Something you may not know about me is that my first job out of college was in a boarding school where I taught French (and coached lacrosse – boo-YAH!). Ready for another colassal surprise? Very few of the teenagers had any interest in learning French.
I know, it’s a shocker.
Which was truly okay, because as much as I love French unless your curriculum is steeped in sex, drugs and rock n roll, good luck holding the attenton of the 14-18 year old set. So, I taught as much else as I could slip in there under the auspices of learning French.
With the express purpose of helping them understand how utterly absurd it is to see another human being as anything but part of our own family of human beingness, we watched two films every year, every class: Jean de Florette and Manon des Sources.
Seeing as these are both based on a novel by Marcel Pagnol (L’eau des Collines) published in the 1960s (and the films themselves are from the late 80s) I’m gonna go ahead and share the plot details.
Consider that your spoiler alert.
The story takes place in a small village that is so small, someone from another village is an outsider, a foreigner, someone to be distrusted.
Forget that they live mere miles apart, speak the same language, follow the same religion. Crazypants, right?
Central to the tale is a rather nasty example of an old man – Papet, who is greedy, bitter, manipulative and utterly without remorse for his role in a man’s death. With the help of his nephew, Papet sets about the destruction of a man, Jean de Florette, who has inherited property that Papet wants.
It’s a long, beautiful, haunting tale that spreads over two long films. I recommend you watch them both, but as I don’t have time for all that here let me summarize.
The upshot is that Papet tortures and ultimately causes the death of this bright spirited, loving, optimistic man.
And, in destroying Jean de Florette, Papet also destroys the sweet family that Jean de Florette had created.
His wife and daughter, Manon leave the village.
Manon returns years later, an extraordinarily beautiful woman that Papet wants for his nephew.
Turns out? Manon knows what Papet and the nephew did and despises them beyond all measure.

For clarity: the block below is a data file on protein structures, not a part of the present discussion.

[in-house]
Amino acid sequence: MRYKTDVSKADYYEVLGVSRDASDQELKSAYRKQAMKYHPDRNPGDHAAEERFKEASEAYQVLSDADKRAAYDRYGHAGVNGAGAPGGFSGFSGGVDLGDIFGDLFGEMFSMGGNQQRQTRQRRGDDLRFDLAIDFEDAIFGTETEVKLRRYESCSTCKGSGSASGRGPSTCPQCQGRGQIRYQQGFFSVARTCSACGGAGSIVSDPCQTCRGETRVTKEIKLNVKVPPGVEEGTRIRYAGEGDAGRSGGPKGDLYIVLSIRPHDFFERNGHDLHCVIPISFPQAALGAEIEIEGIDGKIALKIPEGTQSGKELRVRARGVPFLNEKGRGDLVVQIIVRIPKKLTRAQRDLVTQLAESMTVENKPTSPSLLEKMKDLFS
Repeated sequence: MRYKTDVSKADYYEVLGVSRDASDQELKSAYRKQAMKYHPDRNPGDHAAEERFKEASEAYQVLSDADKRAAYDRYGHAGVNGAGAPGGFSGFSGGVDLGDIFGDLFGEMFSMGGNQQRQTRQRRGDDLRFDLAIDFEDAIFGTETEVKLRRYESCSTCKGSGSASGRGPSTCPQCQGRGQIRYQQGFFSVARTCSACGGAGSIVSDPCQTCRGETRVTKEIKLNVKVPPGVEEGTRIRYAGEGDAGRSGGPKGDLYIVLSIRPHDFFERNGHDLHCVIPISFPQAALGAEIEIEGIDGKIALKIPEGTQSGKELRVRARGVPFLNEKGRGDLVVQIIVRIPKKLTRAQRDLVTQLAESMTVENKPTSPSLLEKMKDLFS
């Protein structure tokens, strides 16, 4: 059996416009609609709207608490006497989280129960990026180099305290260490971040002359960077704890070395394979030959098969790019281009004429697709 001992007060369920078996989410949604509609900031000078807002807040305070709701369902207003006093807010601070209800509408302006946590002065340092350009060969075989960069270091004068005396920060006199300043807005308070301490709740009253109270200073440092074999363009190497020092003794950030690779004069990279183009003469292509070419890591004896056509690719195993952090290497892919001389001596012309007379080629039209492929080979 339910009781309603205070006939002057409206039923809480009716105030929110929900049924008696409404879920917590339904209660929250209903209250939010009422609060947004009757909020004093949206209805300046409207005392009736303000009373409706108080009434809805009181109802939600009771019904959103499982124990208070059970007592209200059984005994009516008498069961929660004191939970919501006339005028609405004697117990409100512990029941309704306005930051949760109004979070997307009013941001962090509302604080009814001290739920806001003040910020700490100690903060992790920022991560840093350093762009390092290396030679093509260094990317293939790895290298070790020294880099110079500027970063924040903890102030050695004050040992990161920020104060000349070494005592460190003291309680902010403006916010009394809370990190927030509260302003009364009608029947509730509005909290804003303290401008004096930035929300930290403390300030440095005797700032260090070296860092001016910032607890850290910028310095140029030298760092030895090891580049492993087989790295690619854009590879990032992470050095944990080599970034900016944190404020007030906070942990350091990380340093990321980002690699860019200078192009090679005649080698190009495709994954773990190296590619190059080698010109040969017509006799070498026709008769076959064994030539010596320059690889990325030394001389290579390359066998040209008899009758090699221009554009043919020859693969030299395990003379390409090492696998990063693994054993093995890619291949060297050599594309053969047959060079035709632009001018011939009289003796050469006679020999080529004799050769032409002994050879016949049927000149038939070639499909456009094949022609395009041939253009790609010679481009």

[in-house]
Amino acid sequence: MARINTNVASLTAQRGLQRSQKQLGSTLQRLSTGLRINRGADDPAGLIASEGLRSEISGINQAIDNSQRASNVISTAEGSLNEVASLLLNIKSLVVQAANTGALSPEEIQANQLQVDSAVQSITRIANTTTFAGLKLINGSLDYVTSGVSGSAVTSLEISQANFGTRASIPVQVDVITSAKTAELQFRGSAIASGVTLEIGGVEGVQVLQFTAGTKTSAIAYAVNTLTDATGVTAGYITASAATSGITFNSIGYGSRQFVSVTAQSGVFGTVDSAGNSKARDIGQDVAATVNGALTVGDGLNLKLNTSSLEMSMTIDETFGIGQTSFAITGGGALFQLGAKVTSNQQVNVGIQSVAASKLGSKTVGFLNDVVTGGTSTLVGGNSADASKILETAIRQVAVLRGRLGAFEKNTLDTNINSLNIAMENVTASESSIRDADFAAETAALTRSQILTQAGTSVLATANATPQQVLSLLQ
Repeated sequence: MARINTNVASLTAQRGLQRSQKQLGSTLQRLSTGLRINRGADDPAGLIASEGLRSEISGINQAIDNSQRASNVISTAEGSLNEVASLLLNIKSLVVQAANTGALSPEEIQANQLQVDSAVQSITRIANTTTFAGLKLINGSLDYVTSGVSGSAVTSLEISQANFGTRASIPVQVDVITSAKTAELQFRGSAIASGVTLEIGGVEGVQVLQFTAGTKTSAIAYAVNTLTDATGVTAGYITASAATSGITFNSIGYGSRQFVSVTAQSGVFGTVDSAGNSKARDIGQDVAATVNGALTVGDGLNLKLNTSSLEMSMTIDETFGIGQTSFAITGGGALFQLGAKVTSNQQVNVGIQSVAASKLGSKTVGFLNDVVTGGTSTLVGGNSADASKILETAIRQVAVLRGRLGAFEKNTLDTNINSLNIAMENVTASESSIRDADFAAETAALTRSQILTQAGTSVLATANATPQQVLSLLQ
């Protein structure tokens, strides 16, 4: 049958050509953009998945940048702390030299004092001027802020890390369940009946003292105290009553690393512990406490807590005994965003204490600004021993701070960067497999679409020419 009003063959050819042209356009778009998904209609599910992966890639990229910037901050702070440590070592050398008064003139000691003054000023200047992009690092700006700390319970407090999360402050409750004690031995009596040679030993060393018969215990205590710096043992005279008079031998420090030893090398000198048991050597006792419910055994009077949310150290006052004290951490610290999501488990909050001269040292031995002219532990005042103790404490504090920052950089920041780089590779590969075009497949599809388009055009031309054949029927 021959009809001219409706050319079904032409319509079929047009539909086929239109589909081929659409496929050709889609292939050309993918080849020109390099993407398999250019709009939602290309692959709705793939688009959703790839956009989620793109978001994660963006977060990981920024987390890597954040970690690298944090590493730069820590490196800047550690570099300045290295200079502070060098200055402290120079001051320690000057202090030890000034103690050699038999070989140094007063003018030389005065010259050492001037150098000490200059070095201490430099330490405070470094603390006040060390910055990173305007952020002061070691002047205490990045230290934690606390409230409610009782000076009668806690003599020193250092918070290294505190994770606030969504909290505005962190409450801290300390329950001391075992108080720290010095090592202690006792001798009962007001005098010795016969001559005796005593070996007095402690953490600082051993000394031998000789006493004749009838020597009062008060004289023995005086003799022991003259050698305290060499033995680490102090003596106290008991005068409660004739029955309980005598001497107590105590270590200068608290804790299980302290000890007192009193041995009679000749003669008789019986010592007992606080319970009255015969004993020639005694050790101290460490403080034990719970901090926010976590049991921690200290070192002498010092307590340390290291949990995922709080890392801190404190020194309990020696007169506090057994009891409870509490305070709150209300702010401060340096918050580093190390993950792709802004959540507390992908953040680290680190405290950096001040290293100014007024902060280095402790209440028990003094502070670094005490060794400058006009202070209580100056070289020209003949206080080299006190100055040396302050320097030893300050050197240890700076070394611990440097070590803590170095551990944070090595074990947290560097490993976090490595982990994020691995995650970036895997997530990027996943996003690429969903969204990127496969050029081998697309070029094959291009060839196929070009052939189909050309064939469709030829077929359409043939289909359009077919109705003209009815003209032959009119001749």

Then, during a chance enconter with an old blind woman, Papet learns that Jean de Florette was his own son.
He sees that he methodically, intentionally destroyed his own child.
Jean was the lovechild of a wild night between Papet and his beloved, Florette – the love of his life – on the eve of his departure to the war. When Papet returned from war, Florence was gone. She had married a man in another village. Hence the bitterness, the heartbreak, the disillusion.
Papet thought she abandoned him and didn’t care about him. He never knew that she was pregnant, could not prove he was the father so married a man from another village to save her honor.
Misery, pain, suffering and sorrow – all for wont of some clear communication.
Why am I sharing all this today?
Because the world continues to be at war and you can think it is all out there– some other country– but I challenge you to look at how you are at war with people around you, with your own self as I wrote here: the long and the short.
This week heralds my most favorite holiday of the year: Thanksgiving. A time for us to come together as a family.
When the day comes that we can see we are all one family, that we are all connected, that our bitterness, hatred, suffering and despair is based in a lack of understanding and communication – a better world can be brought into being.
What can any one of us do in the face of such enormous conflict and confusion?
In my opinion, if we are going to find our way back to the light, it has to begin with us.
And sitting in a circle around a fire, breaking bread and sharing stories, is a good place to start.
P.S. This song was playing as I typed this.